Richest 400 Americans Pay Lower Taxes Than Every Other Income Group
As income inequality soars in the U.S., the rich are paying fewer and fewer taxes.
Drawing upon data from a new book, “The Triumph of Injustice” by UC Berkeley economists Emmanuel Saez and Gabriel Zucman, New York Times columnist David Leonhardt’s Sunday op-ed has drawn attention to how tax rates for the richest Americans have declined since the 1950s, and how “For the first time on record, the 400 wealthiest Americans last year paid a lower total tax rate — spanning federal, state and local taxes — than any other income group,” as per Leonhardt.
Falling Tax Rates for the Wealthy, Increasing Tax Burden For Others
The overall tax rate for the richest 400 Americans was 70 percent in 1950, 47 percent in 1980, and just 23 percent in 2019. Saez and Zucman attribute this decline to severe cuts to taxes that impact the super wealthy the hardest, like the capital gains, estate, and corporate tax, the growth of tax avoidance in offshore havens, and Trump’s 2017 tax cut.
Meanwhile, payroll taxes, which hit middle-class and poorer families harder and fund Medicare and Social Security, have increased. The less money a person makes, the more severely the percentage of taxes they pay impacts them, because they have less money to pay for basic needs like healthcare, housing, and education, all of which have become more expensive over the past few decades.
The reduction in government revenue caused by tax cuts for the wealthiest has contributed to the $22 trillion national debt. GOP leaders have suggested cutting popular social programs Medicare and Social Security to bring down the massive debt, programs that workers have been funding with their payroll taxes.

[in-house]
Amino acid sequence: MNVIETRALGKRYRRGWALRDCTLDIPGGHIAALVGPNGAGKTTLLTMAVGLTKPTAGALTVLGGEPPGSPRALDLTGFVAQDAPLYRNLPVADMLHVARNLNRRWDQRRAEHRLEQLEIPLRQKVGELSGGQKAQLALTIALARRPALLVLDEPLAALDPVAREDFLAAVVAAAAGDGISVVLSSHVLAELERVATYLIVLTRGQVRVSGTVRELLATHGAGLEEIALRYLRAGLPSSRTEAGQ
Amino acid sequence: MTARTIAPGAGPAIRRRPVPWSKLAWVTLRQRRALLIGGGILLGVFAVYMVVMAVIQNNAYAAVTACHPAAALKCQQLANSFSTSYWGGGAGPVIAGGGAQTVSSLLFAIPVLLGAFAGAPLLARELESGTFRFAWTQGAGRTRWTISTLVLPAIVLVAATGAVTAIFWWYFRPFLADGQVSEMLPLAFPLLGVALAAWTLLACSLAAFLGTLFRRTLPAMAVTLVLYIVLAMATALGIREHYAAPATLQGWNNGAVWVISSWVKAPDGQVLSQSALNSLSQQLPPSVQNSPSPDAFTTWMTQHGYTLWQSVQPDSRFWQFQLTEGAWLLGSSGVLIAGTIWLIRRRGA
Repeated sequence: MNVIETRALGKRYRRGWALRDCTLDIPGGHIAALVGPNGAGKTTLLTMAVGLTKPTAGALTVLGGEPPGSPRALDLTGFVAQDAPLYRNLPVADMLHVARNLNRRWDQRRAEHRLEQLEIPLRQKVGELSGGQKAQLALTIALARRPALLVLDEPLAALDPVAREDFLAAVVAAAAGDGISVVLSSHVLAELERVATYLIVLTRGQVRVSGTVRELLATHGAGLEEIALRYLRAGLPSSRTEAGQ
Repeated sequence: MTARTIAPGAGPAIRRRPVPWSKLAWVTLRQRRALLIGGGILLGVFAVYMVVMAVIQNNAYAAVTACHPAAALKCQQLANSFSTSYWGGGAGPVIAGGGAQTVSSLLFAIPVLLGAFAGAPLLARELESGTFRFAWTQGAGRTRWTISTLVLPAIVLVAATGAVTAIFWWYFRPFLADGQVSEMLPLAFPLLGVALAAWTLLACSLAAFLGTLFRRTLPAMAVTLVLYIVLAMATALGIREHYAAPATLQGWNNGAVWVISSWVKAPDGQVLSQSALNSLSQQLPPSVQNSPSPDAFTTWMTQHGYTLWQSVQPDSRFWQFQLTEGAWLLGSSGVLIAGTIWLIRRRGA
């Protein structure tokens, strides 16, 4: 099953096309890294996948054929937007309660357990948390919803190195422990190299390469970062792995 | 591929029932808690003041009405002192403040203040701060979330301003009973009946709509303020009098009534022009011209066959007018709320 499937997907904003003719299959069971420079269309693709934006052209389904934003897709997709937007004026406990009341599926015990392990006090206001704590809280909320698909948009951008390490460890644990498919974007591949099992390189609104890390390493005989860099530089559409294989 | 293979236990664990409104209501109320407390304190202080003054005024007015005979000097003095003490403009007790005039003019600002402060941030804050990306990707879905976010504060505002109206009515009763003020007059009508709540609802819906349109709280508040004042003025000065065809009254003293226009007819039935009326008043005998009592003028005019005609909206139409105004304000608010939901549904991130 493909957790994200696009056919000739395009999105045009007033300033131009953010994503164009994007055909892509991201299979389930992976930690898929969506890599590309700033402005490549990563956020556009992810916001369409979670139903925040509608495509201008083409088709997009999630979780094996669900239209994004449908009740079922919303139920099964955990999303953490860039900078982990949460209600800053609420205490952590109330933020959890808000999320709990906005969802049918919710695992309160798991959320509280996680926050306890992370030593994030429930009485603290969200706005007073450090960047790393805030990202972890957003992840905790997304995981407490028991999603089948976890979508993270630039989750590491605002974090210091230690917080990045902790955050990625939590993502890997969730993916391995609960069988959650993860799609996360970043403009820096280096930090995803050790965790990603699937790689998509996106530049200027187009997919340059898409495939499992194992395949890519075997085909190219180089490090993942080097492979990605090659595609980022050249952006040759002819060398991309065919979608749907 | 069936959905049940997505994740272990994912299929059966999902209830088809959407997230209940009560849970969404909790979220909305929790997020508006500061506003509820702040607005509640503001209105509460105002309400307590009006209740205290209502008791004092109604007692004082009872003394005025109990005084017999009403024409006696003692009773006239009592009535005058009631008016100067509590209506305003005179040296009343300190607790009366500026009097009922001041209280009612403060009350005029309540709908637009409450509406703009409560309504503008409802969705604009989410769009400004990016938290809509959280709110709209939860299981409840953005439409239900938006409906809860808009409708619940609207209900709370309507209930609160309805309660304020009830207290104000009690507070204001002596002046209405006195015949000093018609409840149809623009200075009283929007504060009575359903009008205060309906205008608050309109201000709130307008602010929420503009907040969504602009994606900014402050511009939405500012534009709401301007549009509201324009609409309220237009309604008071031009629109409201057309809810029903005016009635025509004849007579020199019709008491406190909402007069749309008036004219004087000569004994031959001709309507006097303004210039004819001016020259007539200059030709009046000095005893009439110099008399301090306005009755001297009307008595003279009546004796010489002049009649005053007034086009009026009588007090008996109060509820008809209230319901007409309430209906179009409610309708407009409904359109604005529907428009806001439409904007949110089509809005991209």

As Leonhardt writes in his article, The Rich Really Do Pay Lower Taxes Than You:
“[Saez and Zucman] have constructed a historical database that tracks the tax payments of households at different points along the income spectrum going back to 1913, when the federal income tax began. The story they tell is maddening — and yet ultimately energizing.
“‘Many people have the view that nothing can be done,’ Zucman told me. ‘Our case is, ‘No, that’s wrong. Look at history.’’ As they write in the book: ‘Societies can choose whatever level of tax progressivity they want.’ When the United States has raised tax rates on the wealthy and made rigorous efforts to collect those taxes, it has succeeded in doing so.”
As American as Taxes
The struggle over tax policy is a consistent theme in American history. Northern colonies pushed for progressive taxation as far back as the 17th century while Southern colonies and plantation owners were opposed to high taxes. The post-World War II era of Presidents Franklin Delano Roosevelt and Dwight Eisenhower was one of high taxes, while the latter decades of the 20th century saw major cuts to the taxes of the wealthiest.
Tax cuts guided by the trickle-down economic theory have not served to boost the economy, Leonhardt notes, as GDP and middle class income growth have been disappointing while the rich have enjoyed most of the country’s gains. While some argue that the rich will always find ways to avoid taxes, Saez and Zucman point to the US’s history as evidence that taxes can be successfully raised for the benefit of the broader economy. “History shows that serious attempts to collect more taxes usually succeed,” writes Leonhardt.
The economists recommend doubling taxes on the top 1 percent, instating a minimum global corporate tax of 25 percent that would curtail offshore tax havens, the creation of Public Protection Bureau to crack down on tax avoidance.